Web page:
Act Awarding Leo Ryan Congressional Gold Medal

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    Signed by President Ronald Reagan.
    Statement on Signing the Bill Authorizing a Congressional Gold Medal Honoring the Late Representative Leo J. Ryan
    Note: This is the original legislation as it was initially enacted. Any subsequent amendments hosted on WS may be listed using  What Links Here.
    98TH UNITED STATES CONGRESS
    1ST SESSION


    An Act
    To honor Congressman Leo J. Ryan and to award a special congressional Gold Medal to the family of the late Honorable Leo J. Ryan.


    Be it enacted by the Senate and House of Representatives of the United States of America in Congress assembled,
    Bill to award Congressman Ryan the Congressional Gold Medal.


    That—

    (a) the President of the United States is authorized to present, on behalf of the Congress, a gold medal of appropriate design to the family of the late Honorable Leo J. Ryan in recognition of his distinguished service as a Member of Congress and the fact of his untimely death by assassination while performing his responsibilities as a Member of the United States House of Representatives. For such purpose, the Secretary of the Treasury is authorized and directed to cause to be struck a gold medal with suitable emblems, devices, and inscriptions to be determined by the Secretary of the Treasury. There is authorized to be appropriated not to exceed $25,000 after October 1, 1983, to carry out the provisions of this subsection.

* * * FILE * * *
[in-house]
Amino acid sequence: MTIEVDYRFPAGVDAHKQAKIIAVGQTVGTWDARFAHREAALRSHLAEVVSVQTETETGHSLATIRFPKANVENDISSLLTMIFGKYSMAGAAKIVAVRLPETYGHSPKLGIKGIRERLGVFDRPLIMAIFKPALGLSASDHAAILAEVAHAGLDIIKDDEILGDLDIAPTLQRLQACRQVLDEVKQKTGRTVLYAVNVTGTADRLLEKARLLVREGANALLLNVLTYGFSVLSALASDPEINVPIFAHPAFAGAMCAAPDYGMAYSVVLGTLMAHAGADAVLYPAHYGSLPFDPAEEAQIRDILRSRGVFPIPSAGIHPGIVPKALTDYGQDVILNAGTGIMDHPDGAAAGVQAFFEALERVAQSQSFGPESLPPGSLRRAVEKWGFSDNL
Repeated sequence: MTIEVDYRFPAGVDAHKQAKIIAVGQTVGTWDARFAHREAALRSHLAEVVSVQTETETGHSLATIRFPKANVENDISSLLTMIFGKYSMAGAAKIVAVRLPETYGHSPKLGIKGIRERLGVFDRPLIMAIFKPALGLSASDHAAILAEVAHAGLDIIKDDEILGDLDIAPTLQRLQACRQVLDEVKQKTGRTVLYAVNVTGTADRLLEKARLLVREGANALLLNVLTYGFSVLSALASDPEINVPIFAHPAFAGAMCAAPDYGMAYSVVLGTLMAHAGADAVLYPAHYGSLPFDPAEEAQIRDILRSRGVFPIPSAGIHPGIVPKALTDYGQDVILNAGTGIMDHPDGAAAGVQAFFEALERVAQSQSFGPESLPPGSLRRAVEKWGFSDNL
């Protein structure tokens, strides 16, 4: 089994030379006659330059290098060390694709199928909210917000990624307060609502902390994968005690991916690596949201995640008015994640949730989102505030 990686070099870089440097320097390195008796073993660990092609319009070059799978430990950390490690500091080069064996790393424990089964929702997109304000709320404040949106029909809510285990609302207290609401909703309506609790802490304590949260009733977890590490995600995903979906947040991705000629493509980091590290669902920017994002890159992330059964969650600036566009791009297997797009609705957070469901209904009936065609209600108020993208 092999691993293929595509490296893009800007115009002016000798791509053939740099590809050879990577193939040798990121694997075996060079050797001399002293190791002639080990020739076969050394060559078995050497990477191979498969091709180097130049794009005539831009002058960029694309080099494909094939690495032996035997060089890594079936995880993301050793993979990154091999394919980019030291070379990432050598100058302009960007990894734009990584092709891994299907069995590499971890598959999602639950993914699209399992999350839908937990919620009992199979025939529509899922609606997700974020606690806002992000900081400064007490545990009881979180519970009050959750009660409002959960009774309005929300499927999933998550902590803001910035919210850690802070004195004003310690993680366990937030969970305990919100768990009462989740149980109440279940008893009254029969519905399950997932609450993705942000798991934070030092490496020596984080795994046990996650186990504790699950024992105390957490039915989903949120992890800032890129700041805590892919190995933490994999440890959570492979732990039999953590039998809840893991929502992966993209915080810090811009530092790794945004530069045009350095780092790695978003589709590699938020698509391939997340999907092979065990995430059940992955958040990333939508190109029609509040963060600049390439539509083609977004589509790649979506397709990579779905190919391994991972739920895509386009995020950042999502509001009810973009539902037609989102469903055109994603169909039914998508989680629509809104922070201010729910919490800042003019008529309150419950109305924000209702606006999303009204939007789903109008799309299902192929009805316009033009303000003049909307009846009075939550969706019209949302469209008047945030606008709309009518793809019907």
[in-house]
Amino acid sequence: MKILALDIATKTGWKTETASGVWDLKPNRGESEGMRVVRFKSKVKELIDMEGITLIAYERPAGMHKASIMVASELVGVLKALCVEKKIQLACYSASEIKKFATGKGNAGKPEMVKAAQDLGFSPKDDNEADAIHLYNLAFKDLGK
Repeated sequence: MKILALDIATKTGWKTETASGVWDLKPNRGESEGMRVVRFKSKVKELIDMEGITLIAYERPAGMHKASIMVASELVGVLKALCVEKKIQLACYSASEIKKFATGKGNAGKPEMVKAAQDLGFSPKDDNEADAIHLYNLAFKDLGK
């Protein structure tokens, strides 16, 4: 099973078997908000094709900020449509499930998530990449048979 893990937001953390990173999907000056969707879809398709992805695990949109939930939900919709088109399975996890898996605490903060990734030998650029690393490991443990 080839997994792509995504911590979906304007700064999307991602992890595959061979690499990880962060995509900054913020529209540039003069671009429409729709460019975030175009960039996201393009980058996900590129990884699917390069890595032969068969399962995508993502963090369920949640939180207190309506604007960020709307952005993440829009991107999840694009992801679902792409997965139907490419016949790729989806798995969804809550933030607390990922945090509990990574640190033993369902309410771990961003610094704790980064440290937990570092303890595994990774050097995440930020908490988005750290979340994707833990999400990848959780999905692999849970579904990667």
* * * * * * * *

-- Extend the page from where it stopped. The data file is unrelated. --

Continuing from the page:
(b) The Secretary of the Treasury may cause duplicates in bronze of such medal to be coined and sold under such regulations as he may prescribe, at a price sufficient to cover the cost thereof, including labor, material, dies, use of machinery, overhead expenses, and the gold medal. The appropriation made to carry out subsection (a) shall be reimbursed out of the proceeds of such sales.
    (c) The medals provided for in this section are national medals for the purpose of section 5111 of title 31, United States Code.


    Approved November 18, 1983.


    This work is in the public domain in the United States because it is a work of the United States federal government (see 17 U.S.C. 105).